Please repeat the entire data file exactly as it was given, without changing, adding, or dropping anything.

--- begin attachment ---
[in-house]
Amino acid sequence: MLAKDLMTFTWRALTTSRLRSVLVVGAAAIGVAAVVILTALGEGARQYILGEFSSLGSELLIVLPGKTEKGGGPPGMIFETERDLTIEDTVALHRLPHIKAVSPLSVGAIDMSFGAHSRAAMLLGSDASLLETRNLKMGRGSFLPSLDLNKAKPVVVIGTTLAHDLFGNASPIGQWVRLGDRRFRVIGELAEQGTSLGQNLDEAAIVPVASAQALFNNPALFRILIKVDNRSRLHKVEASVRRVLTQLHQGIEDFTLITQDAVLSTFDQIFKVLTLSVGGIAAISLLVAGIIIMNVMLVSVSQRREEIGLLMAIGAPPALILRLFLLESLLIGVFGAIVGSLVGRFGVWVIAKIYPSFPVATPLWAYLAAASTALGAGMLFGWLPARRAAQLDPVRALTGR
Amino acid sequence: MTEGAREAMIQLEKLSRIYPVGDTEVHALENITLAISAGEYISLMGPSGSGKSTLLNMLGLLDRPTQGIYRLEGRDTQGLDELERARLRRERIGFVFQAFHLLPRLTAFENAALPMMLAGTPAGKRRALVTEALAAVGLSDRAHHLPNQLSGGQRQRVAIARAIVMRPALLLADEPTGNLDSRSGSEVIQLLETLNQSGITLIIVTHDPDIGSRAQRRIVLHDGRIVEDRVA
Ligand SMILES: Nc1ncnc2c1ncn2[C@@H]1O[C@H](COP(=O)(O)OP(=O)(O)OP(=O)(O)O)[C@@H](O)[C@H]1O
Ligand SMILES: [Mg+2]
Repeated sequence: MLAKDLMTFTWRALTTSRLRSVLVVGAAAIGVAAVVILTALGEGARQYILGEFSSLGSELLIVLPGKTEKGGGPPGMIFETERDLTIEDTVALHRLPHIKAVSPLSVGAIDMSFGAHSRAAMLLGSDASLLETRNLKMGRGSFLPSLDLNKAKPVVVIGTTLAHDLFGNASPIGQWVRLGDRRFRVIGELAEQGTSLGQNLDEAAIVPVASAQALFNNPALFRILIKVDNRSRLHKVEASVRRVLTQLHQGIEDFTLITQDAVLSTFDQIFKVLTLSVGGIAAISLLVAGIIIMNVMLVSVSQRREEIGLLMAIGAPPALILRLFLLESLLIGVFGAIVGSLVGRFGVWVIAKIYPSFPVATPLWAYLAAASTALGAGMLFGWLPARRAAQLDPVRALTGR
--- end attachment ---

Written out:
[in-house]
Amino acid sequence: MLAKDLMTFTWRALTTSRLRSVLVVGAAAIGVAAVVILTALGEGARQYILGEFSSLGSELLIVLPGKTEKGGGPPGMIFETERDLTIEDTVALHRLPHIKAVSPLSVGAIDMSFGAHSRAAMLLGSDASLLETRNLKMGRGSFLPSLDLNKAKPVVVIGTTLAHDLFGNASPIGQWVRLGDRRFRVIGELAEQGTSLGQNLDEAAIVPVASAQALFNNPALFRILIKVDNRSRLHKVEASVRRVLTQLHQGIEDFTLITQDAVLSTFDQIFKVLTLSVGGIAAISLLVAGIIIMNVMLVSVSQRREEIGLLMAIGAPPALILRLFLLESLLIGVFGAIVGSLVGRFGVWVIAKIYPSFPVATPLWAYLAAASTALGAGMLFGWLPARRAAQLDPVRALTGR
Amino acid sequence: MTEGAREAMIQLEKLSRIYPVGDTEVHALENITLAISAGEYISLMGPSGSGKSTLLNMLGLLDRPTQGIYRLEGRDTQGLDELERARLRRERIGFVFQAFHLLPRLTAFENAALPMMLAGTPAGKRRALVTEALAAVGLSDRAHHLPNQLSGGQRQRVAIARAIVMRPALLLADEPTGNLDSRSGSEVIQLLETLNQSGITLIIVTHDPDIGSRAQRRIVLHDGRIVEDRVA
Ligand SMILES: Nc1ncnc2c1ncn2[C@@H]1O[C@H](COP(=O)(O)OP(=O)(O)OP(=O)(O)O)[C@@H](O)[C@H]1O
Ligand SMILES: [Mg+2]
Repeated sequence: MLAKDLMTFTWRALTTSRLRSVLVVGAAAIGVAAVVILTALGEGARQYILGEFSSLGSELLIVLPGKTEKGGGPPGMIFETERDLTIEDTVALHRLPHIKAVSPLSVGAIDMSFGAHSRAAMLLGSDASLLETRNLKMGRGSFLPSLDLNKAKPVVVIGTTLAHDLFGNASPIGQWVRLGDRRFRVIGELAEQGTSLGQNLDEAAIVPVASAQALFNNPALFRILIKVDNRSRLHKVEASVRRVLTQLHQGIEDFTLITQDAVLSTFDQIFKVLTLSVGGIAAISLLVAGIIIMNVMLVSVSQRREEIGLLMAIGAPPALILRLFLLESLLIGVFGAIVGSLVGRFGVWVIAKIYPSFPVATPLWAYLAAASTALGAGMLFGWLPARRAAQLDPVRALTGR